Social work in austere times

February 12, 2018

 By John Harris and Vicky White

Anti-austerity flag in Quebec

Image credit: Anti-austerity flag in Quebec, 2016. (c) Exile on Ontario St / Wikimedia Commons / CC BY-SA 2.0

The crisis in the financial system in 2007-8, originally located in the banking and financial sectors of the USA and UK, rapidly became global in scope. For many social workers, it seemed a remote set of events, located in the obscure world of economics. However, the austerity politics and policies that followed have had long-lasting effects on social work in many parts of the world. While the initial focus was on how to rescue the banks from disaster and restore financial stability, the economics and politics of austerity quickly shifted to a concern with government debt, which had increased because of the phenomenal amounts involved in saving the banks.  In the process, the cause of and blame for the crisis shifted from the high-risk strategies employed by the banks to allegedly wasteful and expensive welfare regimes.  In many countries, ‘austerity’ became the dominant discourse, which, following Foucault, we can understand as the linguistic system through which the social world is experienced and understood and power is sustained; a way of describing and explaining the social world and social work’s place in it. Put simply, for many social workers, austerity has determined what is knowable, sayable and doable, though many are unaware of this because of their location within its power structures and assumptions. 

Austerity has amplified existing neo-liberal themes in which public spending, public debt, and public benefits and services are viewed as problematic and as obstructing growth and enterprise. Cuts in benefits and services are justified by the argument that this is both economically necessary and morally desirable, as the actions of citizens are called upon to replace the activities of the state. A key component of austerity has been reforms to welfare regimes that have involved reducing or removing services and benefits, with such developments often presented as opportunities for ‘modernisation’. This has resulted in workers in the public sector and recipients of its benefits and services bearing the brunt of austerity. For example, workers have experienced wage cuts or freezes, and as women predominate in public sector employment, these measures have affected them disproportionately. Women have also been disproportionately affected by cuts in public services because the gendered roles in caring for children, older, and disabled people mean that women rely on public services and related aspects of benefit systems more than men. Given that services and benefits are already targeted on vulnerable and financially impoverished citizens, cutting them increases suffering still further. What this suggests is that while at first sight austerity may seem to belong to the far-off realm of economics and to have little to do with social work, its impact has been far-reaching in shaping the politics, policies, and practice of social work since the financial crash.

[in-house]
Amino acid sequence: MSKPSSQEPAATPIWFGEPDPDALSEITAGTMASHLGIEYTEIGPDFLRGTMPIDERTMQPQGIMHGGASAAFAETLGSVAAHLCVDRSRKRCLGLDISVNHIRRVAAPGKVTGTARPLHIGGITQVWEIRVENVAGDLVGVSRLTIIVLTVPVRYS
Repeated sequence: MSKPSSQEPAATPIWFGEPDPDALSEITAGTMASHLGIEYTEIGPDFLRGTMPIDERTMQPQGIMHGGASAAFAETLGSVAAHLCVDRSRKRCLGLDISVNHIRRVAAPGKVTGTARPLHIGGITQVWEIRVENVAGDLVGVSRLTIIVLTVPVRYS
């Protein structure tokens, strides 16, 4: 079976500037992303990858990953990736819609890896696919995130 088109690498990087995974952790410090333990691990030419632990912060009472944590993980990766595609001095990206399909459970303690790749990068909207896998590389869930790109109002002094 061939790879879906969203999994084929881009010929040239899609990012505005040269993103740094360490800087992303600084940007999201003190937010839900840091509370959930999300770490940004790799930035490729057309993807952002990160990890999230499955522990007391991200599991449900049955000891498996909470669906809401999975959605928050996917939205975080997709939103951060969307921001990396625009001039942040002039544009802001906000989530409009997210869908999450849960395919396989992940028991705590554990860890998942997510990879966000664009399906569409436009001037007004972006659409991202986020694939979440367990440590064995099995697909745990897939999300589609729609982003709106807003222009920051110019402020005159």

These developments illustrate key aspects of social work. It isn’t fixed and isn’t constructed primarily through its own preoccupations. Rather, it is contingent on context; the form social work takes is shaped by specific conjunctures (combinations of circumstances and events) at particular historical moments. The developments have, understandably, been greeted by deep pessimism on the part of some writers who see neo-liberal austerity as indelibly inscribed in the consciousness of service users, social workers, and managers so that it is the only form of social work with which it is possible to identify. An alternative is to see service users, social workers, and managers as interpellated (being “called”) by neo-liberal austerity. From this perspective, social workers (and others) may be called by austerity but may not respond to the call or may respond to it in ways that were not anticipated. This potential gap between austerity’s intentions and accomplishments needs to be exploited not only by individual social workers struggling to work in the interests of service users in their day-to-day practice but also through collective challenges (see Social Work Action Network). The political theorist and activist Antonio Gramsci (1891-1937), who had every reason to feel pessimistic as he languished in jail after being imprisoned by Mussolini, coined the phrase: "pessimism of the intellect, optimism of the will". Faced with the discourse of austerity, this is a useful slogan for social workers. Pessimism of the intellect means seeing the world as it is, not as we would like it to be. Optimism of the will means questioning the world as it is, adopting a sceptical (but not cynical) stance towards it and having critical hope in the human capacity to engage in struggles and meet challenges. The ways in which the slogan can be played out will vary from country to country but it offers glimpses of alternatives in social work to the dead-end offered by austerity.

A Dictionary of Social Work and Social Care (2 ed.)

 John Harris is Emeritus Professor at the University of Warwick and Visiting Professor at Royal Holloway, University of London. He was a social worker, training officer, and manager prior to moving into social work education.

Vicky White is a Practice Educator in the Children, Learning and Young People’s Directorate, Coventry City Council. She was previously Associate Professor at the University of Warwick and, in addition to substantial experience in qualifying and post-qualifying social work education, she has worked as a social worker in field and residential settings in the statutory sector.

Professors Harris and White are the authors of A Dictionary of Social Work and Social Care, the 2nd edition of which was recently published online.

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